software is not genuinely Open Source if there's no proper documentation for the source code.
please hear...
please hear...

Do you mean how to install their software or do you mean how the code works?

@onepict Developer documentation is about how the code works... Installing the software is a subject for the user documentation...

So in what way are Framasoft and Invidious failing? Criticism is valid but it needs to be explicitly explained if you want the developers (one of who needs a rest, and there's alot of folk feeling left in the lurch) and the community to listen. Is it not just the documentation is it also a failure in communication by the developers?

@onepict When projects are developed by single developers, it's particularly important to have thorough documentation:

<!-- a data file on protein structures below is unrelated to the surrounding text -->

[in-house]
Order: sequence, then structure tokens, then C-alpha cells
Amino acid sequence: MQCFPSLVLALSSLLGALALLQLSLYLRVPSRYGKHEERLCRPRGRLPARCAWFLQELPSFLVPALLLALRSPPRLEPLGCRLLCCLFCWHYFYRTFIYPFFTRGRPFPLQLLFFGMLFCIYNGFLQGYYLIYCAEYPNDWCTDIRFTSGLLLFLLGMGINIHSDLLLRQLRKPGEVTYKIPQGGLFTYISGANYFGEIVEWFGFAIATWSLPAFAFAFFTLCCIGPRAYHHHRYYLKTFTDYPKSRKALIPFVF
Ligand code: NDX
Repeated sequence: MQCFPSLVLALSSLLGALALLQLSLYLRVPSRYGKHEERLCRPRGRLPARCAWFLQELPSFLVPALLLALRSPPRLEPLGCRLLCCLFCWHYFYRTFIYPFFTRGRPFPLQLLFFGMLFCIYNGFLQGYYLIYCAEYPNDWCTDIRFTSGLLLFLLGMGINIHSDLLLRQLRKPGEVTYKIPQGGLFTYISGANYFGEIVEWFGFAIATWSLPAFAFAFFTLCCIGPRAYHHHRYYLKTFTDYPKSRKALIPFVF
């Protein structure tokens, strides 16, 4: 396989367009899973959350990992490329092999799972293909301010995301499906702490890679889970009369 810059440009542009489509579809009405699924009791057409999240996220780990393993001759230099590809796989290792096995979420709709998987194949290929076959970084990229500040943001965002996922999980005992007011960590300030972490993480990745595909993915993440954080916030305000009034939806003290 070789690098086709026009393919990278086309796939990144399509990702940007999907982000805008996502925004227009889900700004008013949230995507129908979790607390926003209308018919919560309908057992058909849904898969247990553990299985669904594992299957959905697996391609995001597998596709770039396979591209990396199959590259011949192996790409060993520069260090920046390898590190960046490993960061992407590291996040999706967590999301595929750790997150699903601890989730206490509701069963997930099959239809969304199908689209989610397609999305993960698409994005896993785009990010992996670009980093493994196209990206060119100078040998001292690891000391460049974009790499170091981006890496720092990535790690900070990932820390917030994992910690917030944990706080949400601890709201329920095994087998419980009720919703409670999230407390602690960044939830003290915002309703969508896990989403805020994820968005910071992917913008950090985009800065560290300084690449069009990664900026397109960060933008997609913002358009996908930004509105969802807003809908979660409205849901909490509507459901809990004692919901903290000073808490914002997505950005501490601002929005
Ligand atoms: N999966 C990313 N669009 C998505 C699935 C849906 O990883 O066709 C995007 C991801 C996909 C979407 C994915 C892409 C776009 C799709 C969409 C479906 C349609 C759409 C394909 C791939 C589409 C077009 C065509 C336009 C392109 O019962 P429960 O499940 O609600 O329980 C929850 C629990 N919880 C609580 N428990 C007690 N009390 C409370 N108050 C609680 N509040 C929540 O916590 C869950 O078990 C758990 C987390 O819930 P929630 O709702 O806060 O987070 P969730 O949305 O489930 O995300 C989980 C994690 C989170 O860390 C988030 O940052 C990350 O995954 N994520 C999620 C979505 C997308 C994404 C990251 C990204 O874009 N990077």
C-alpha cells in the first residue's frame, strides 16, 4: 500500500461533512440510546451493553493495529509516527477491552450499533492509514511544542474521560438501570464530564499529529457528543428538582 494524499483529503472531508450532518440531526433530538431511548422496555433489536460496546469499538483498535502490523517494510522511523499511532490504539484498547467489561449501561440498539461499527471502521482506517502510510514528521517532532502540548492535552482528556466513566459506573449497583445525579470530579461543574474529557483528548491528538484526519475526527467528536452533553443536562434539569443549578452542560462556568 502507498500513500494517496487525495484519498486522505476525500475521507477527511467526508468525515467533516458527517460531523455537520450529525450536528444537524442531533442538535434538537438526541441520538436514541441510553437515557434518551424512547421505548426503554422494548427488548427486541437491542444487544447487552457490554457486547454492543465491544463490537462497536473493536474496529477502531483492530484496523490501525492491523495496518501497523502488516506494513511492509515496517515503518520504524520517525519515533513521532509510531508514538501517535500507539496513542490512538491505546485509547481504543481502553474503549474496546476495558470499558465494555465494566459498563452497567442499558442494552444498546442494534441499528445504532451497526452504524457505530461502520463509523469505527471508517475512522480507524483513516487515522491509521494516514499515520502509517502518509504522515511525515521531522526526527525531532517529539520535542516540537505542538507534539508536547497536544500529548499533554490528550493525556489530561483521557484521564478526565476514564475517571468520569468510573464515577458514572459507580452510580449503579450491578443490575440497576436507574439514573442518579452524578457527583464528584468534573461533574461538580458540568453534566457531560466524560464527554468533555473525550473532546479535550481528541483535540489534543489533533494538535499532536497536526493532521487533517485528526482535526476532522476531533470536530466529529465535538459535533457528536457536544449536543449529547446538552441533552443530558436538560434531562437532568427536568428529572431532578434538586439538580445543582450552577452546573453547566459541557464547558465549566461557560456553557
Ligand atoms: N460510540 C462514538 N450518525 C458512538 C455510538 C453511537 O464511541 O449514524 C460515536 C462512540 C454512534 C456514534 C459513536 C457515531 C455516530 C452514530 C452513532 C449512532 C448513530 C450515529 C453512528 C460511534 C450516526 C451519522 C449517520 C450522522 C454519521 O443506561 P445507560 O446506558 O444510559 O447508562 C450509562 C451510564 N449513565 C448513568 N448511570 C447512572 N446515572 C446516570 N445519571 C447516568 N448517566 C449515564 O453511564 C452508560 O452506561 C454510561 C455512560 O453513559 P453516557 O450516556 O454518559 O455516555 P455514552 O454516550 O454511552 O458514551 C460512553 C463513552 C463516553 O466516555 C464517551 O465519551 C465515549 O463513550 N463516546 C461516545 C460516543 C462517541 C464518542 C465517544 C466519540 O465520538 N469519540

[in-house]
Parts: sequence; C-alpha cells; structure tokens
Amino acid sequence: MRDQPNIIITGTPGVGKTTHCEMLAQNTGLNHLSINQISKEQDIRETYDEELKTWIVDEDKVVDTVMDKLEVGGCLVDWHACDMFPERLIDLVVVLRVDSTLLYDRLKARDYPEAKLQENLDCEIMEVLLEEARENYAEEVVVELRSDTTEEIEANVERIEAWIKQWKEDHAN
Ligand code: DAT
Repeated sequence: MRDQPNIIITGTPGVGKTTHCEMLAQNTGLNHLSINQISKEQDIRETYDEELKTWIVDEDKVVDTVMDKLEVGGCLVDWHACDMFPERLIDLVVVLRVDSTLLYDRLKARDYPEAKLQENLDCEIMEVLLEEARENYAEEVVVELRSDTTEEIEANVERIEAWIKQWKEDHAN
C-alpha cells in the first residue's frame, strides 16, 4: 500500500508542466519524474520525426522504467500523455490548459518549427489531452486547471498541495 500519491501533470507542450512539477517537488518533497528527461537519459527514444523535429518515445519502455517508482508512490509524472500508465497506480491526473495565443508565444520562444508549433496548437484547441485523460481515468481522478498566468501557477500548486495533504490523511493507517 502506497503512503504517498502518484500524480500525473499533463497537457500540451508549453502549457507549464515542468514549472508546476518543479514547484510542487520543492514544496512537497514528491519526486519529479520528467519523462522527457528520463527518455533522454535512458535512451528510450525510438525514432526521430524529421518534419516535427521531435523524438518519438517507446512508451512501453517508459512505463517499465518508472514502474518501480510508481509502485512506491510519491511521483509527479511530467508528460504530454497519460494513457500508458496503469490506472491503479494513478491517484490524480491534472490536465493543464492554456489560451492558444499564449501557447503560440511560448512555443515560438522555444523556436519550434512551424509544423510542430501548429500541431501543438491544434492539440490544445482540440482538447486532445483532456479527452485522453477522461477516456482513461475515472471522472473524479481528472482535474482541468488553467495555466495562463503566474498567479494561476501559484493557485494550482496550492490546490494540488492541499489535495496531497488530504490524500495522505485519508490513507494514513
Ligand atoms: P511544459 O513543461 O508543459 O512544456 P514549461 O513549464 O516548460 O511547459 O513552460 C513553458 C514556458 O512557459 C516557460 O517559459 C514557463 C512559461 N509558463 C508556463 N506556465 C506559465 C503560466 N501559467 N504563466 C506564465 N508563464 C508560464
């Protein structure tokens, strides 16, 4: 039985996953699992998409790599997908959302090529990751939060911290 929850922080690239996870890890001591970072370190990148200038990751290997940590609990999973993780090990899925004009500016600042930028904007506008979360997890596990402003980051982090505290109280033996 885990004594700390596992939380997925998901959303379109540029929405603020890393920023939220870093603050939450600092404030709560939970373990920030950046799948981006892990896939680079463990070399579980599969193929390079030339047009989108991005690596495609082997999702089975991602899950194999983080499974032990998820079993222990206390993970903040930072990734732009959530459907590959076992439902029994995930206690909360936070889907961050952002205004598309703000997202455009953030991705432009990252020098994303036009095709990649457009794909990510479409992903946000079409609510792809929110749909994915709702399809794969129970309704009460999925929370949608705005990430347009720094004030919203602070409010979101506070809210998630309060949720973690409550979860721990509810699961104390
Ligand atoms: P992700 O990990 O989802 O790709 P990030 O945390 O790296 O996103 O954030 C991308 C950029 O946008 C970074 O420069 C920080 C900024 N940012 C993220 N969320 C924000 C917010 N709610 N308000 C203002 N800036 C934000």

- to facilitate uptake for potential coding contributors;

- to ensure maintainability and possible continuation of the project, if the original developer falls by the wayside.

Proper developer documentation is even more important when projects seek to accumulate communities that become dependent on the software.

Doesn't that make sense?

Preaching to the choir here. I'm just trying to find a way to communicate that with others. We can't just sub toot it. We have to be explicit. Which may lead to some arguments.
Which I hate the idea of. I'd rather just have a discussion and have it lead to some form of consensus. But for it to get there in this space everyone's cards need to be on the table with explicit reminders of what the particular rules are.

@onepict Ahh, Esther, it's flogging a dead horse, anyway... I can post it in French, too... But it won't persuade those devs anyway 😞

I'm just hoping that perhaps one day when new developers/projects come along the points we make sink in. It does feel pointless occasionally, but I feel it's important someone states this. If nothing else it means if folk say "oh no one spoke up to us about this" there's a record that shows some of us have. If only to encourage more of the silent community who does agree but are scared to speak up to do so. It's a measure of a community on how it reacts to queries or criticism.